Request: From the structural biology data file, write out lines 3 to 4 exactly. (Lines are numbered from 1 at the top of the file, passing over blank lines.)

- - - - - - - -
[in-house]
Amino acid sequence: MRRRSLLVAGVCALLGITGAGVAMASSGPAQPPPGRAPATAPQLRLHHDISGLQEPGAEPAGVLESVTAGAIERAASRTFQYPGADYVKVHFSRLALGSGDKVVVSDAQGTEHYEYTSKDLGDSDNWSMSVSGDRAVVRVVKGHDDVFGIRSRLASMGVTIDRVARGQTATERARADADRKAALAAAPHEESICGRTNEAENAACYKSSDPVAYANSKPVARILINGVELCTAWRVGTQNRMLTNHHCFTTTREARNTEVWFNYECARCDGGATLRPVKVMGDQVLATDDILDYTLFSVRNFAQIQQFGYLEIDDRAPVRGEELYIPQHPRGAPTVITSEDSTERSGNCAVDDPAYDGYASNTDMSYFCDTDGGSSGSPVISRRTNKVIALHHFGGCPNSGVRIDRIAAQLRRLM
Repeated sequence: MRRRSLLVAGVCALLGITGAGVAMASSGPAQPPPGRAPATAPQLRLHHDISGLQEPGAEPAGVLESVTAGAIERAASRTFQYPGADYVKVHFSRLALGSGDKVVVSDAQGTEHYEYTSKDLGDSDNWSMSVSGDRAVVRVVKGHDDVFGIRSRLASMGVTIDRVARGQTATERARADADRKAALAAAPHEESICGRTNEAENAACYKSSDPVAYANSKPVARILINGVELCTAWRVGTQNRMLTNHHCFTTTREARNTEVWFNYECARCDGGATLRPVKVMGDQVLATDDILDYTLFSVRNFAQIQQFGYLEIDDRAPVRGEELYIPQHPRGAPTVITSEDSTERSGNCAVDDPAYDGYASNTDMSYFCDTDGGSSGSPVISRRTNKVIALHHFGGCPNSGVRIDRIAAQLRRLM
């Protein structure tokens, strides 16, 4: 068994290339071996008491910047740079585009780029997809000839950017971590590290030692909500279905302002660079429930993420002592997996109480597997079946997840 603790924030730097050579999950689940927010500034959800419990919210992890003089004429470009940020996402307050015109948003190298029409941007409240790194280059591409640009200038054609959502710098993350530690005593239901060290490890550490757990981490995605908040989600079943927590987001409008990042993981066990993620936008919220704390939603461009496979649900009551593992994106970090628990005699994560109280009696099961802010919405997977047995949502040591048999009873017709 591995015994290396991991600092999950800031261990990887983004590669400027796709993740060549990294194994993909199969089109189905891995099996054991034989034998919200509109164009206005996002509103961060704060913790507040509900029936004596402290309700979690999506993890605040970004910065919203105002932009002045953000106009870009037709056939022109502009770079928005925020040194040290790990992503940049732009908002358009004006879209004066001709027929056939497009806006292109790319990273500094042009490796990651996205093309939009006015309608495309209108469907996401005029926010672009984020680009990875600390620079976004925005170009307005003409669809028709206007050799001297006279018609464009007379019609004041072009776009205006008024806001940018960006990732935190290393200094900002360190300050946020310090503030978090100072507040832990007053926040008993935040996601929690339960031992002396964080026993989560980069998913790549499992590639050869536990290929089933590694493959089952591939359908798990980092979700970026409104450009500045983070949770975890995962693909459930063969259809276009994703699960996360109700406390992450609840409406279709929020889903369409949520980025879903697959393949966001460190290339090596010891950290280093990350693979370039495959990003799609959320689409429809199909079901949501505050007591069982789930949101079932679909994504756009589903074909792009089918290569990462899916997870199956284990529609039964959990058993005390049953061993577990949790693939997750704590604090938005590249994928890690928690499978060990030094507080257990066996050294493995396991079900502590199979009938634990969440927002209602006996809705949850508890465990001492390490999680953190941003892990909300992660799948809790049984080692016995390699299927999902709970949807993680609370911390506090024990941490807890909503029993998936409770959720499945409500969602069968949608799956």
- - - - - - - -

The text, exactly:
Repeated sequence: MRRRSLLVAGVCALLGITGAGVAMASSGPAQPPPGRAPATAPQLRLHHDISGLQEPGAEPAGVLESVTAGAIERAASRTFQYPGADYVKVHFSRLALGSGDKVVVSDAQGTEHYEYTSKDLGDSDNWSMSVSGDRAVVRVVKGHDDVFGIRSRLASMGVTIDRVARGQTATERARADADRKAALAAAPHEESICGRTNEAENAACYKSSDPVAYANSKPVARILINGVELCTAWRVGTQNRMLTNHHCFTTTREARNTEVWFNYECARCDGGATLRPVKVMGDQVLATDDILDYTLFSVRNFAQIQQFGYLEIDDRAPVRGEELYIPQHPRGAPTVITSEDSTERSGNCAVDDPAYDGYASNTDMSYFCDTDGGSSGSPVISRRTNKVIALHHFGGCPNSGVRIDRIAAQLRRLM
């Protein structure tokens, strides 16, 4: 068994290339071996008491910047740079585009780029997809000839950017971590590290030692909500279905302002660079429930993420002592997996109480597997079946997840 603790924030730097050579999950689940927010500034959800419990919210992890003089004429470009940020996402307050015109948003190298029409941007409240790194280059591409640009200038054609959502710098993350530690005593239901060290490890550490757990981490995605908040989600079943927590987001409008990042993981066990993620936008919220704390939603461009496979649900009551593992994106970090628990005699994560109280009696099961802010919405997977047995949502040591048999009873017709 591995015994290396991991600092999950800031261990990887983004590669400027796709993740060549990294194994993909199969089109189905891995099996054991034989034998919200509109164009206005996002509103961060704060913790507040509900029936004596402290309700979690999506993890605040970004910065919203105002932009002045953000106009870009037709056939022109502009770079928005925020040194040290790990992503940049732009908002358009004006879209004066001709027929056939497009806006292109790319990273500094042009490796990651996205093309939009006015309608495309209108469907996401005029926010672009984020680009990875600390620079976004925005170009307005003409669809028709206007050799001297006279018609464009007379019609004041072009776009205006008024806001940018960006990732935190290393200094900002360190300050946020310090503030978090100072507040832990007053926040008993935040996601929690339960031992002396964080026993989560980069998913790549499992590639050869536990290929089933590694493959089952591939359908798990980092979700970026409104450009500045983070949770975890995962693909459930063969259809276009994703699960996360109700406390992450609840409406279709929020889903369409949520980025879903697959393949966001460190290339090596010891950290280093990350693979370039495959990003799609959320689409429809199909079901949501505050007591069982789930949101079932679909994504756009589903074909792009089918290569990462899916997870199956284990529609039964959990058993005390049953061993577990949790693939997750704590604090938005590249994928890690928690499978060990030094507080257990066996050294493995396991079900502590199979009938634990969440927002209602006996809705949850508890465990001492390490999680953190941003892990909300992660799948809790049984080692016995390699299927999902709970949807993680609370911390506090024990941490807890909503029993998936409770959720499945409500969602069968949608799956």